A project-specific Gantt chart is a detailed plan, using time tracking and progress bars for each sub-task, as well as arrows representing dependencies between tasks. Project-level Gantt charts tend to be used on the team level or within a department. This type uses milestones, critical paths, and baselines heavily, and these modern additions to the core bar chart collectively motivate the assigned team or department to deliver a product or a significant release on time. The collapsible work breakdown structure allows project managers to get a bird's eye view on the crucial stories of the project.
High-level, org chart
Use the high-level, org chart to oversee a whole portfolio of projects. A bar on the org chart represents a project in the portfolio, rather than a task. The 'percent completed' for each project is a key metric here. You can also use statuses (new, in progress, completed), as well as baselines, to represent delays. A Chief Strategy Officer might use this variant of the chart for presentations delivered to the board of directors, CEO, or president.
Gantt charts remain an important project management tool throughout various industries. At the end of the second decade of the 21st century, the Project Management Institute concluded that a mere 11 percent of organizations were fully agile. Most organizations employ waterfall project management methodologies (usually at higher management level) in addition to agile methodology. This is called a hybrid approach. If you happen to think in 'dates and deadlines' then you're probably among those that need timeline-based Gantt charts.
Jira Software comes with two different roadmapping features, each with a slightly different focus. Jira Roadmaps is designed to track work assigned to a single team while Advanced Roadmaps is designed for larger, cross-organization project planning.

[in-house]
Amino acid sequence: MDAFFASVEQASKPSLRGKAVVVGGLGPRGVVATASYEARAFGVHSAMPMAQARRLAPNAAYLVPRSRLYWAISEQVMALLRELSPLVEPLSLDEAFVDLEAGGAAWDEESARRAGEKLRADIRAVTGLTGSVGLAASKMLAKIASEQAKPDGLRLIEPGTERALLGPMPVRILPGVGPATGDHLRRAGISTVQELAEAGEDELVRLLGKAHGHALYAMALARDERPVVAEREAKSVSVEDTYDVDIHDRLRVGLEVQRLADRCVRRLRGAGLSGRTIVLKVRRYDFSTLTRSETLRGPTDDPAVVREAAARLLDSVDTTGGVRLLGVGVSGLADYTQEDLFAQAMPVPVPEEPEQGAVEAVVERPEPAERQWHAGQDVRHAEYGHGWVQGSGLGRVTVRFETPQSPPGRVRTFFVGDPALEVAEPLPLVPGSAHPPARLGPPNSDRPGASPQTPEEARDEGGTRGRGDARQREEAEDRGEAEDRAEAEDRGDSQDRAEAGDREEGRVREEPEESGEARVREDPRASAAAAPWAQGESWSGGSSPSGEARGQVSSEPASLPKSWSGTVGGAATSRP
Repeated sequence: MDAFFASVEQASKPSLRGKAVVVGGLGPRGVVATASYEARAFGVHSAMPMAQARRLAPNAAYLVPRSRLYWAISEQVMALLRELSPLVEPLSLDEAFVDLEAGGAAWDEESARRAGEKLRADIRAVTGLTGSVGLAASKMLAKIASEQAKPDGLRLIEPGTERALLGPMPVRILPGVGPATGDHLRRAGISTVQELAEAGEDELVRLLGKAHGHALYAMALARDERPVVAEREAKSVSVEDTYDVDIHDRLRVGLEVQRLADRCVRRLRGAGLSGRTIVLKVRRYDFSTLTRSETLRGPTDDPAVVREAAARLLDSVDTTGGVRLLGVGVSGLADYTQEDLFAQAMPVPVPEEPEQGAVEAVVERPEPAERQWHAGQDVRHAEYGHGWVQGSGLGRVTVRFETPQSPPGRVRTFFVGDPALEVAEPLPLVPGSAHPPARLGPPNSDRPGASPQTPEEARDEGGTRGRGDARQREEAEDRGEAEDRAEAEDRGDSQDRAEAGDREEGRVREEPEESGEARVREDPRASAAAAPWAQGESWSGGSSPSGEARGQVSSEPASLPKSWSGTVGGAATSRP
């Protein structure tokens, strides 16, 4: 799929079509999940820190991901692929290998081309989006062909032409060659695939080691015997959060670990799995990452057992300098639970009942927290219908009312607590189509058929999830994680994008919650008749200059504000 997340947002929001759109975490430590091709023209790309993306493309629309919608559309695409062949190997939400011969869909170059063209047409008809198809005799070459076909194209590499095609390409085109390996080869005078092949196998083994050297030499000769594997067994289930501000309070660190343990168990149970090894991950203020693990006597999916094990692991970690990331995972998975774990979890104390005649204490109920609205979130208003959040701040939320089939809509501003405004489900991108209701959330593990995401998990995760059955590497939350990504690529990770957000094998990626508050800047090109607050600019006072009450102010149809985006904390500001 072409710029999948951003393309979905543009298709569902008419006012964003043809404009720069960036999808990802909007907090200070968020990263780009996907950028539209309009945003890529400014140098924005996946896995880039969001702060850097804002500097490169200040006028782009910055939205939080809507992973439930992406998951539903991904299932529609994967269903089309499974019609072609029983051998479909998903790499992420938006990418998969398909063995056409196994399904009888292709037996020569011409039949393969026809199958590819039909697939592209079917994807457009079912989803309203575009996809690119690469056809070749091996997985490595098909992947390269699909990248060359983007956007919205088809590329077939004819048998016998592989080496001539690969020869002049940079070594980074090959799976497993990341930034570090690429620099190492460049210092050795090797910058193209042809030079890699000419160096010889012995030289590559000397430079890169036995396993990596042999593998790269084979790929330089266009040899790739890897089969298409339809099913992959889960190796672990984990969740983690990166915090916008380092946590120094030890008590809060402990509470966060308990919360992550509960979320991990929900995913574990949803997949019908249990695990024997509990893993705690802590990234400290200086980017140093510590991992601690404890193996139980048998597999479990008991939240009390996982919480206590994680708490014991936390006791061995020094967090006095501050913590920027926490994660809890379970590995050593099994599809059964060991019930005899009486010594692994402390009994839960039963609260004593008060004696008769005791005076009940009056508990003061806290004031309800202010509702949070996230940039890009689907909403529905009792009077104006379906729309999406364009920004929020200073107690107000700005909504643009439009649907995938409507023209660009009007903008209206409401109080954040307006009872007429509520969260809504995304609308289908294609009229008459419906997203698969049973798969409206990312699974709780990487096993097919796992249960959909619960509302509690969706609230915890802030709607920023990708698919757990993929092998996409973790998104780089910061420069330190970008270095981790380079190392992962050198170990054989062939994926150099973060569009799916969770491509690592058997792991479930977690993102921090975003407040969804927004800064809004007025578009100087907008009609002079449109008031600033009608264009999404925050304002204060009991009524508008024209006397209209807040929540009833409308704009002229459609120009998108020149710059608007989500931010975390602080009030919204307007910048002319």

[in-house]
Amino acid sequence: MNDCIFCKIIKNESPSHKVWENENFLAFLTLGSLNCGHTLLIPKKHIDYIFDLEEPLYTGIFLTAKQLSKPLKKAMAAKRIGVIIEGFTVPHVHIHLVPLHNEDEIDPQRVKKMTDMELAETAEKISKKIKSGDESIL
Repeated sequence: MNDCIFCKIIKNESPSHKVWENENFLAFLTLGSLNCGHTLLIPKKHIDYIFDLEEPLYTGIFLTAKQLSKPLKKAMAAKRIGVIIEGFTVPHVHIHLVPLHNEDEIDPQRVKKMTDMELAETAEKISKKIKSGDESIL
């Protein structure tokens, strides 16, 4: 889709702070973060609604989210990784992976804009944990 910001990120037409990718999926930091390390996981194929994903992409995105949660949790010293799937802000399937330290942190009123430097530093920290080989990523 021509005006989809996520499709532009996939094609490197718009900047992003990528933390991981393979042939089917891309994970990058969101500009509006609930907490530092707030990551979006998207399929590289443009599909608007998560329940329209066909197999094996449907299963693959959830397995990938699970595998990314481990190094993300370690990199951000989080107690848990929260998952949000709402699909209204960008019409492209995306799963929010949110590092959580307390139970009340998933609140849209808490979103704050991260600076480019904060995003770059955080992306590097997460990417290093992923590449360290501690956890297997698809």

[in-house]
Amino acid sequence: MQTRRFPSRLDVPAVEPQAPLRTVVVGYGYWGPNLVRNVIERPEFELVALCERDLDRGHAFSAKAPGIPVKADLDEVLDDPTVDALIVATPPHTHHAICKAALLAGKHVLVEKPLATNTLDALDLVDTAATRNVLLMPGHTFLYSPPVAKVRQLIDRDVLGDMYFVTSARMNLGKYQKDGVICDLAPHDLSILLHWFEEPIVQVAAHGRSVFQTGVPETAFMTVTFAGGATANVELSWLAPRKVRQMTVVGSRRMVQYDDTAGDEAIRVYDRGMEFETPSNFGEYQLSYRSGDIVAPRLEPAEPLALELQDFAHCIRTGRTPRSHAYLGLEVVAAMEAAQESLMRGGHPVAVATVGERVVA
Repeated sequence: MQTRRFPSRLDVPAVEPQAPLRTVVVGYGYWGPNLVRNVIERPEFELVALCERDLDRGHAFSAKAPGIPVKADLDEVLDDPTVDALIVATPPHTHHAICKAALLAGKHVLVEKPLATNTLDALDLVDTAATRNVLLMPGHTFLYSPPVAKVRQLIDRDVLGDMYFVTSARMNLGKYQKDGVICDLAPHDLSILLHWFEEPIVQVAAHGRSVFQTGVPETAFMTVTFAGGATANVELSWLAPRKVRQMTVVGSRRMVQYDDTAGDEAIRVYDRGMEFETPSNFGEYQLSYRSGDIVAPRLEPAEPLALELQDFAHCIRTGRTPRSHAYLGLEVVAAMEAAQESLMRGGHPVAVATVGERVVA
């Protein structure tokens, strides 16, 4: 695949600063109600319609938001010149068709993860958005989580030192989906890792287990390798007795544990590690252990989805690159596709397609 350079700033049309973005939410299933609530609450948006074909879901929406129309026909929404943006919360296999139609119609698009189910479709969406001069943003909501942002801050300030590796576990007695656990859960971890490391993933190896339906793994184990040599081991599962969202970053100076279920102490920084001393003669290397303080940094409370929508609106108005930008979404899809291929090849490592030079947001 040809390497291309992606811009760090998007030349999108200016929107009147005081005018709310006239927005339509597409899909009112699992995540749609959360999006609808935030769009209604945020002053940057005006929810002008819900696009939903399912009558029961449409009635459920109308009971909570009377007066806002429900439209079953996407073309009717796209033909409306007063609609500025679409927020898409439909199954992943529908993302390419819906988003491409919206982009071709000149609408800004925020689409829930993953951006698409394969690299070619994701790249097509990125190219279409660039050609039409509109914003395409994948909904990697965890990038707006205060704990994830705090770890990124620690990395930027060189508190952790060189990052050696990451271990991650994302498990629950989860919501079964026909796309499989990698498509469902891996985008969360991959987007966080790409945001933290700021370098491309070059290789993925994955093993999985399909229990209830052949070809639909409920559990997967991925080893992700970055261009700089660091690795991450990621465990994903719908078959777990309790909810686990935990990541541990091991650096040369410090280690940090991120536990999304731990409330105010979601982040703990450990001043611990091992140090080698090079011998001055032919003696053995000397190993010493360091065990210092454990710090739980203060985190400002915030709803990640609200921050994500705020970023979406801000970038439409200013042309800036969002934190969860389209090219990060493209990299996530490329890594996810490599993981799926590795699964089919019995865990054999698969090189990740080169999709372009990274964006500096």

Project-specific charts - Jira Roadmaps
The screenshot above, taken from Roadmaps, shows a project-specific Gantt chart which is commonly used at the team level or within a single department. The chart shows how the team is tracking toward their goals, and the collapsible work breakdown structure allows project managers to get a bird's eye view on the crucial stories of the project.
High-level organization chart - Advanced Roadmaps
Roadmaps offers quick and easy planning that helps teams better manage their dependencies and track progress on the big picture in real-time. These project or team-level roadmaps are useful for team-level planning of large pieces of work.
For planning, managing, and tracking work across multiple teams or even your entire organization, Advanced Roadmaps empower teams at scale.
Programs designed with cross-team workflows offer more advanced tools like capacity management and automatic scheduling features to help create more complex plans. They also offer a variety of view settings to allow you to customize your Gantt chart to highlight a certain aspect of your plan when presenting.
The higher the level of management the more often you’ll see Gantt charts in action. Note, however, that many teams who proudly use agile roadmaps or boards use simplified Gantt charts, with iterations overlay added to the timeline. On the other hand, some advanced Gantt chart apps for Jira are capable of displaying sprints/iterations on top of their timelines. Both tools exploit the same concept, but Gantt chart apps for Jira are typically more feature-packed.
The Gantt chart is a universal tool. Teams can work in an agile, waterfall, or hybrid-style with modern Gantt chart software. Senior management, PMOs, and teams can virtually keep all of their work within a Gantt chart app and Jira. The tool is very scalable and equally applicable to the portfolio, large solution, program, and team levels, as per SAFe® guidelines.
Get your Gantt chart app from the Agile at Scale collection on the Marketplace.